Heads-up: Huge Sports Tech Sale Underway – 20% Off All Smart Trainers!
There’s a massive sales on smart cycling trainers right now, plus plenty other sports tech. There’s 20% off the Wahoo KICKR, KICKR CORE, CLIMB, Headwind, 20% off the Tacx NEO 2T, Flux 2, and Flux S, 20% off Saris Hammer 3 trainer and Saris MP1 Motion Platform. Plus also 20% off the Elite Direto X and Suito too, even the new Sterzo. Plus even steeper deals including with the Kinetic trainers at 30% off.
Yup, while I’ve gotten all assortment of trainers (including some rather expensive ones) sent to me to try out, I’ve finally made it to the big leagues – a fully loaded bike has arrived in the house. One that I didn’t even pay for (though, don’t get to keep either).
And no, it wasn’t just a miniature tricycle. Though, the box was a bit misleading:
The shroud of mystery continued as I unwrapped it:
I noted that whoever boxed everything up was clearly a cyclist, and likely not a triathlete. In fact, likely a cyclist who is very meticulous about perfection. Lots of tiny little details that I virtually never see anyone do during normal bike shipping…like actually using the wheel spacers/protection caps:
Though, it’s logical that when they send a fully loaded bike out to review – it look darn good upon arrival. In fact, they spent considerable time upfront such that it was already sized and configured for my specifications – ready to ride.
You might think it was a new Cannondale based on the box, but in fact, it was actually a Specialized. More specifically, the Specialized Venge. Here’s the full bike as spec’d out:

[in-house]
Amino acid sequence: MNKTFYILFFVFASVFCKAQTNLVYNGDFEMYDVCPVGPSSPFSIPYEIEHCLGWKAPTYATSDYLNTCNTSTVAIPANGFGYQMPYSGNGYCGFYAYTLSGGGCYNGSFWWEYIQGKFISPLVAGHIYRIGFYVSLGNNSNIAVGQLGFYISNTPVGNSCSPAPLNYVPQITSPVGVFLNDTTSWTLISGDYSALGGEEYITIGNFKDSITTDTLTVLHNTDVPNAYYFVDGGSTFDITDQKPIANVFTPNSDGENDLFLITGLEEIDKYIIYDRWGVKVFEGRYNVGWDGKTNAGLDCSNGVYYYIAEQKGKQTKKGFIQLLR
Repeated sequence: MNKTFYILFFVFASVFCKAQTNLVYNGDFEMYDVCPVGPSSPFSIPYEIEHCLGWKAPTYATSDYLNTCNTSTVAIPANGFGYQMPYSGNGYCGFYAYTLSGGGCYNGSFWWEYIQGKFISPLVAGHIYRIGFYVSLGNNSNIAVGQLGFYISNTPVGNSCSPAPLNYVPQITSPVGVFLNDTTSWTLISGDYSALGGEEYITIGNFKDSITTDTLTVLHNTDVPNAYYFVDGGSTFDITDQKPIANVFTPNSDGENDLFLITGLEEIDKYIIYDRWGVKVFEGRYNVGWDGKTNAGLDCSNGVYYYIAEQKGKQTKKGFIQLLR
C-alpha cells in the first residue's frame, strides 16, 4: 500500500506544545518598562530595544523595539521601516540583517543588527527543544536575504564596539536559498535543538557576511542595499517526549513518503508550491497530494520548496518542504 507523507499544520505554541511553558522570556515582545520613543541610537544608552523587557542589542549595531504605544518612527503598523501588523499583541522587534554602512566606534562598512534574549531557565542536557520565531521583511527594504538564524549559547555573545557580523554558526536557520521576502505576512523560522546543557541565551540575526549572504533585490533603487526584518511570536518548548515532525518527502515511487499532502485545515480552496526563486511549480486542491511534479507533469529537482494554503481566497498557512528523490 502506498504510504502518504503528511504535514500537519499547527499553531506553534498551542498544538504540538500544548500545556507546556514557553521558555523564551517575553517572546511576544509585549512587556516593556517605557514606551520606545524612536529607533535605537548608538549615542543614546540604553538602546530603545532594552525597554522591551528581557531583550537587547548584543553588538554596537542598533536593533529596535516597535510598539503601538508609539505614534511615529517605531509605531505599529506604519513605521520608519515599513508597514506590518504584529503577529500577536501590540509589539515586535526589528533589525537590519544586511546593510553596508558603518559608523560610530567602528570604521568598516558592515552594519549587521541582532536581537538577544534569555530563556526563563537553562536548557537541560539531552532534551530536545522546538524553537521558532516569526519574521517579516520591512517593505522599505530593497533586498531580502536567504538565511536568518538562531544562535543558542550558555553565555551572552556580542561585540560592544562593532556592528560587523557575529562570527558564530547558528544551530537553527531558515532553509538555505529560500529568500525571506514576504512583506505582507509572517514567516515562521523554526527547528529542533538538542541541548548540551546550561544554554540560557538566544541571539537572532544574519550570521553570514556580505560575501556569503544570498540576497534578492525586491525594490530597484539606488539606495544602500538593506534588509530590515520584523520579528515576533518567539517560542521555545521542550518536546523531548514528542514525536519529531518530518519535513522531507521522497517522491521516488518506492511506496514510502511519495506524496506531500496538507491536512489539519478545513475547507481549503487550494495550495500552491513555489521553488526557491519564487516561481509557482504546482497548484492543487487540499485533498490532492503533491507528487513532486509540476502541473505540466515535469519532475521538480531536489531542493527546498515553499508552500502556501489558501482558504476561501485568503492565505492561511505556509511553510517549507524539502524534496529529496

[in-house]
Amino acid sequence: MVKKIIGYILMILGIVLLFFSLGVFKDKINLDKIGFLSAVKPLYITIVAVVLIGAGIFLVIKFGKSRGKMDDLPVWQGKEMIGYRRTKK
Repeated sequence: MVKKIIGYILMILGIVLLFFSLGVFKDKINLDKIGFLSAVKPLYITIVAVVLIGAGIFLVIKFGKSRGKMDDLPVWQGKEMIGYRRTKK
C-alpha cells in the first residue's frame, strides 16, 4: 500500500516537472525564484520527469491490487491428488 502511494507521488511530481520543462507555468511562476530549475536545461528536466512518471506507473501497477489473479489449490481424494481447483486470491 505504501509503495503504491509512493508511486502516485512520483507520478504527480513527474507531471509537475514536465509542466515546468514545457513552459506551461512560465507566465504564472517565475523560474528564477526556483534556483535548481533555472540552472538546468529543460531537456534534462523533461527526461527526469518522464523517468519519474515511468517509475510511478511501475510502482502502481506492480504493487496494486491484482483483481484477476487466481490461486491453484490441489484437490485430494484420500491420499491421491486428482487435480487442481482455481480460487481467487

Yes, for those keeping track, that’s roughly $11,800…including the water bottles. Or roughly 10x the cost of my car, assuming there’s a full tank of gas in there at the time. Also of note is that the UPS lady FINALLY (for once) actually knocked and didn’t leave it on my doorstep. Well played UPS, well played.
The real reason for the bike is actually to try out the new 2012 SRAM RED Quarq setup. This includes the full 2012 SRAM RED group set, though, of particular interest to me is really the power meter itself.
As many of you know, I’m already pretty familiar with the Quarq lineup of power meters, with our household having two of them that we bought years ago (one on my bike, and one on The Girl’s). So you may be wondering why I’d need to test this Quarq.
Well, they’ve made a few changes. First are some of the minor changes – like simply sticking the ANT+ ID on the outside of the power meter. Rather useful if you’re in a multi-person pairing environment and just want to quickly set the ID in instead.
Additionally, they’ve changed to the more widely available CR2032 user replaceable battery. Their previous battery was a bit difficult to find in the grocery store, whereas this one is easily found at any grocery/drug store (and the same as virtually every heart rate strap out there). And finally, on the small changes list they’ve added an LED light that blinks when the unit is woken up, or when it’s calibrated.
The biggest change though is the introduction of Power Balance. Power Balance isn’t actually pedal balance (like you’d get pedal based power meters), but rather the balance across the pedal stroke. If you look at the Quarq materials, it specifically states this: